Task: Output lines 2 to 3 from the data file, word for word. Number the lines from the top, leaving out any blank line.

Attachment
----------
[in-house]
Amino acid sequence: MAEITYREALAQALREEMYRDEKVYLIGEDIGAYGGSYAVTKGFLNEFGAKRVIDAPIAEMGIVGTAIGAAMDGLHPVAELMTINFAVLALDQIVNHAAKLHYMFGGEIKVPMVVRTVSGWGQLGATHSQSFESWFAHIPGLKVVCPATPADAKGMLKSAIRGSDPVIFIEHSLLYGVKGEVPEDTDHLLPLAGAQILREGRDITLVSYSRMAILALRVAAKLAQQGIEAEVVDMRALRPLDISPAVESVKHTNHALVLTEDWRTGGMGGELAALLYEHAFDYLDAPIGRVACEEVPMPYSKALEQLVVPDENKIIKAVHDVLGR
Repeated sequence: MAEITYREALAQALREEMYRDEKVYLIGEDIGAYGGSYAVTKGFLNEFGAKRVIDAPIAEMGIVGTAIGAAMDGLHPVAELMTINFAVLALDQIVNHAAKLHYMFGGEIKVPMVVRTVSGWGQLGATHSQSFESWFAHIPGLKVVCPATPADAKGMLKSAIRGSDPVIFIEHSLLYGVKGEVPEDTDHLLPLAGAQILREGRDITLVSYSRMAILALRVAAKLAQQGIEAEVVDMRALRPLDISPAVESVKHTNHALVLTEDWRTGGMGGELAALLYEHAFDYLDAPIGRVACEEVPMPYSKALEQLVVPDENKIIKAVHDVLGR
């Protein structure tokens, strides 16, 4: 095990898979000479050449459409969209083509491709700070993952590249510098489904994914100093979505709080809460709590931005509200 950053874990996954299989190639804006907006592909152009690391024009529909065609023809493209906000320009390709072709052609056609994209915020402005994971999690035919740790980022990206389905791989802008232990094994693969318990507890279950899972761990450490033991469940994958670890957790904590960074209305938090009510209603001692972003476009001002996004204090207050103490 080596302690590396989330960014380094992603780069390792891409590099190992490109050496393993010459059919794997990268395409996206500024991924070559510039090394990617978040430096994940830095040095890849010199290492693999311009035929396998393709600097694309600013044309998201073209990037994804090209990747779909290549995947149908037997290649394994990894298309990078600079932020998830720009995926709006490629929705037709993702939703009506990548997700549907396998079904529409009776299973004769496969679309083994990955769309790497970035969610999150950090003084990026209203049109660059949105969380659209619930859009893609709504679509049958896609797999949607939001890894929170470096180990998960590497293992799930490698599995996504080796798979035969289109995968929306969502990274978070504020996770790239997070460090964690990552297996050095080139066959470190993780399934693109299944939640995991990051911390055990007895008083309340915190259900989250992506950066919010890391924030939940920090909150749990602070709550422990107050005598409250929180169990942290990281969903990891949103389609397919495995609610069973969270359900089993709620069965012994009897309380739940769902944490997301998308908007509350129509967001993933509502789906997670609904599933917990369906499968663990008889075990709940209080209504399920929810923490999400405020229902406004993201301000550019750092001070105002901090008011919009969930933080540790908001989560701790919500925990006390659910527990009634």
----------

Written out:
Amino acid sequence: MAEITYREALAQALREEMYRDEKVYLIGEDIGAYGGSYAVTKGFLNEFGAKRVIDAPIAEMGIVGTAIGAAMDGLHPVAELMTINFAVLALDQIVNHAAKLHYMFGGEIKVPMVVRTVSGWGQLGATHSQSFESWFAHIPGLKVVCPATPADAKGMLKSAIRGSDPVIFIEHSLLYGVKGEVPEDTDHLLPLAGAQILREGRDITLVSYSRMAILALRVAAKLAQQGIEAEVVDMRALRPLDISPAVESVKHTNHALVLTEDWRTGGMGGELAALLYEHAFDYLDAPIGRVACEEVPMPYSKALEQLVVPDENKIIKAVHDVLGR
Repeated sequence: MAEITYREALAQALREEMYRDEKVYLIGEDIGAYGGSYAVTKGFLNEFGAKRVIDAPIAEMGIVGTAIGAAMDGLHPVAELMTINFAVLALDQIVNHAAKLHYMFGGEIKVPMVVRTVSGWGQLGATHSQSFESWFAHIPGLKVVCPATPADAKGMLKSAIRGSDPVIFIEHSLLYGVKGEVPEDTDHLLPLAGAQILREGRDITLVSYSRMAILALRVAAKLAQQGIEAEVVDMRALRPLDISPAVESVKHTNHALVLTEDWRTGGMGGELAALLYEHAFDYLDAPIGRVACEEVPMPYSKALEQLVVPDENKIIKAVHDVLGR